How to point your telescope at space objects
Last Updated: May 26, 2022
If this is your first time using a telescope, you may be wondering how to point it at the various space objects across the night sky. Using a telescope for the first time can be intimidating, but it’s actually quite simple once you know the basics.
I remember the first time I set up my new telescope in the garden, I had no idea where to start. So in this article, I’ll walk you through the basics of how to aim a telescope. By the end, you’ll be an expert at finding your way around the sky!
How to use a finderscope to aim your telescope
The first thing you should learn to use in order to aim a telescope properly is the finderscope. Most telescopes come with a finderscope, which is like a tiny telescope that is used to help you point the main telescope in the right direction. This ingenious little device is used to help you point the main telescope in the right direction.
The finderscope is usually mounted on the side of the main telescope tube and has a crosshair or reticle inside it that you use to line up with the object you want to look at.
To use the finderscope, first look through the eyepiece and roughly locate the object you want to view in the main telescope. Once you have found the object take your eye away from the eyepiece and look through the finderscope. You are going to use the finderscope to fine-tune your telescope aim.
Adjust the position of the main telescope until the object is centered in the finderscope, then look back through the eyepiece to confirm that the object is now centered in the main telescope field of view. Adjust the focusing knob to bring the object into focus and you’re ready to start observing!
I would recommend watching the below tutorial on how to align a finderscope from Michael Bernardo
How to aim a telescope mounted on an alt-azimuth mount
An alt-azimuth mount is the most common type of telescope mount you will find on the market. It is a simple two-axis mount that allows the telescope to move up and down (in altitude), and left and right (in azimuth).
This type of mount is very easy to use and is great for beginners. You’ll need to manually move the OTA (optical tube assembly) in the direction you want to look. The best way to aim a telescope on an alt-azimuth mount is to use the slow-motion control knobs on the mount.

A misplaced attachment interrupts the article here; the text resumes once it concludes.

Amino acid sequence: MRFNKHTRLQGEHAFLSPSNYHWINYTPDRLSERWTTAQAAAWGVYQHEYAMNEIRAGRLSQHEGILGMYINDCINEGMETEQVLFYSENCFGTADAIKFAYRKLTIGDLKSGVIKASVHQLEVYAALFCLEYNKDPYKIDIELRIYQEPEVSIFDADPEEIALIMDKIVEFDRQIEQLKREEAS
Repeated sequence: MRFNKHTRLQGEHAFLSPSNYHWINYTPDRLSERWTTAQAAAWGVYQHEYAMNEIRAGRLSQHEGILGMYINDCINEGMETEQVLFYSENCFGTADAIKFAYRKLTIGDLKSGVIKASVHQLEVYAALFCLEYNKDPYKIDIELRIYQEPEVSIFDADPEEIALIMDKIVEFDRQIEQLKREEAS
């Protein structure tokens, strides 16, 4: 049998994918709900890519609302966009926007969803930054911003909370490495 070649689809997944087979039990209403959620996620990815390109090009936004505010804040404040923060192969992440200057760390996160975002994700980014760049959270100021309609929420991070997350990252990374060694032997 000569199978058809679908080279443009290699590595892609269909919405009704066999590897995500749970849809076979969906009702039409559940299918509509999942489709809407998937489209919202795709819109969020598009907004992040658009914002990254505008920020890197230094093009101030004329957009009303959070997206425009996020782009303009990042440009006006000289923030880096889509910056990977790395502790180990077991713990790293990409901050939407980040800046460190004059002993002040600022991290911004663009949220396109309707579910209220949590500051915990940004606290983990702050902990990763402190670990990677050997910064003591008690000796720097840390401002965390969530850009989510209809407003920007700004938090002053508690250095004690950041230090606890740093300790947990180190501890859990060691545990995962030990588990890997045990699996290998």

How to aim a telescope mounted on an equatorial mount
An equatorial mount is a more advanced type of mount that is a little more complicated to use than an alt-azimuth mount, but it has the advantage of being able to follow the rotation of the night sky. This makes it much easier to keep an object in your telescope’s field of view for extended periods of time.
Before you can aim your telescope mounted on an equatorial mount, you first need to align it with the celestial pole. The celestial pole is the point in the sky around which all of the stars appear to rotate.
In the northern hemisphere, the celestial pole is located close to the star Polaris. In the southern hemisphere, the celestial pole is harder to find because there are no bright stars in the area, refer to this handy guide from the Australian telescope experts from OzScope: https://www.ozscopes.com.au/how-to-polar-align-equatorial-mount-southern-hemisphere.html
Once you have aligned your telescope with the celestial pole, you can use the slow-motion control knobs to move the telescope in the east-west and north-south directions. The east-west knob is used to track the movement of objects across the sky from left to right (this is known as ‘right ascension’). The north-south knob is used to move the telescope up and down in declination.